How to depict Gef?
Show him? Hear him?
Have characters interact with Gef in one-sided conversations?
Should Gef's voice be pre-recorded?
If so, should Gef be voiced by Voirrey's actress?
What should we see on stage?
[Idea: a claustrophobic box set] - [literally a box with a roof enclosing the characters. Light becomes an issue.]
The box set is made up of gapped slats - the gaps large enough to show light and movement behind them. [Stage hands then become performers as well] -[mongoose mask + tails!]
Diegetic being the fancy word for "occurring within the same world as the characters."Light in set perhaps comes from diegetic sources: lamps, lanterns, candles, etc etc
i.e. The light in the scene won't come from the spots in the rafters of the theatre, it will come from the character's turning on the lamps or lighting candles.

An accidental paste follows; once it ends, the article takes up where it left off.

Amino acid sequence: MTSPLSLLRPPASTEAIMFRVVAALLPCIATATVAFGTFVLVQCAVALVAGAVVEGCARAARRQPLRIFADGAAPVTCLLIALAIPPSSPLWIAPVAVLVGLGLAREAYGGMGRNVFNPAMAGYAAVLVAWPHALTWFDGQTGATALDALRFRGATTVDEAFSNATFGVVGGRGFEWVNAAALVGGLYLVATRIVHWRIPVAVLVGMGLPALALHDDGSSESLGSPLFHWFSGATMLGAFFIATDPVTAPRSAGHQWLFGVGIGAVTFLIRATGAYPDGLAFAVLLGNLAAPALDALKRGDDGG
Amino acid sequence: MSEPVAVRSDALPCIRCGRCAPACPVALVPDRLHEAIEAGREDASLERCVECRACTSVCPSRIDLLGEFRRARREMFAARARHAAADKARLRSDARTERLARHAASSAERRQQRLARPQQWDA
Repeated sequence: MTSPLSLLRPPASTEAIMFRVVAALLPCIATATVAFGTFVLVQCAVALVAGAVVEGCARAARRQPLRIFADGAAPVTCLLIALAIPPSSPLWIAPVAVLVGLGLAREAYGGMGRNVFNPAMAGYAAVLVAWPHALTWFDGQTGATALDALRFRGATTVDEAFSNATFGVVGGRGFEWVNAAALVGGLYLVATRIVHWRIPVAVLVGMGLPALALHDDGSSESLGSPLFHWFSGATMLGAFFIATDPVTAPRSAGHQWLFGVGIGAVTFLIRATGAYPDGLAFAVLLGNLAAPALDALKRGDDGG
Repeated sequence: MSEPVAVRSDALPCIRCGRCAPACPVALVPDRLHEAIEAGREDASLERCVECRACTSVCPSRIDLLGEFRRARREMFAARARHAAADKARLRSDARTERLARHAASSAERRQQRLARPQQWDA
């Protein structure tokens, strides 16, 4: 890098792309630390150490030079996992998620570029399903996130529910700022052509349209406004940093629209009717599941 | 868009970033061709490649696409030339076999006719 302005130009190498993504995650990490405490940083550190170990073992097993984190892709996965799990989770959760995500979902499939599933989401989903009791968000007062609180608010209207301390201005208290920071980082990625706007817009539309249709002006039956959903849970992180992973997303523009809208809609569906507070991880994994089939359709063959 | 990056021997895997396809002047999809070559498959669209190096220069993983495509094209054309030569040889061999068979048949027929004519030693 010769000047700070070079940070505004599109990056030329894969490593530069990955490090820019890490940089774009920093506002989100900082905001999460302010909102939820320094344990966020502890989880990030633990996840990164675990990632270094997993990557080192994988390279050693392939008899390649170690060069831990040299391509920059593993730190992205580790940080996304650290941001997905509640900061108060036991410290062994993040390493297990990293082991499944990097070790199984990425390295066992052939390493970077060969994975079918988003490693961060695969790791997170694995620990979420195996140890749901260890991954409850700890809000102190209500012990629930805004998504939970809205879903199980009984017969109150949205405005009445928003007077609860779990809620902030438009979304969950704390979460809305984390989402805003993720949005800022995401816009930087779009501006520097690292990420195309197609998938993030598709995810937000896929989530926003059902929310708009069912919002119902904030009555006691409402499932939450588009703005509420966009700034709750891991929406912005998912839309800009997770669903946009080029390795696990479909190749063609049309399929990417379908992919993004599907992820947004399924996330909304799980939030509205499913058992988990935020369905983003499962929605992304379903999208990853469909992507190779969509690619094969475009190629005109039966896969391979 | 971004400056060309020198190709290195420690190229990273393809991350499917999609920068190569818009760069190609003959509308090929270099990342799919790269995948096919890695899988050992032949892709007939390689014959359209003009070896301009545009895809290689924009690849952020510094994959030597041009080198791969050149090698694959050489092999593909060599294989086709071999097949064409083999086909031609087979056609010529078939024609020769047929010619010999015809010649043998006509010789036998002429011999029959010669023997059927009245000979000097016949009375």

Voirrey is always in the set box until she dies, then she leaves into Gef's area.The last sentence is totally appropriate on a few levels.
Gef is outside the box.
Then a list of possible set furniture, with an eye to flexibility.
Bed - chaise lounge
Pictures on walls
[sets start out crowded and then get more and more spare]
Who acts where?I thinking I was talking out my backside on the last one. They meningfully interact because I write it so. I actually mean "How do they physically interact", which is more a directing and performance issue than a writing one. My job is to provide the motivation for however the cast/crew decide to do their jobs.
How do they meaningfully interact?
Make a moment out of Margaret touching Gef's claws. [Touch is important, touch causes problems]Vanish.
Gef wishes contact, but contact is painful.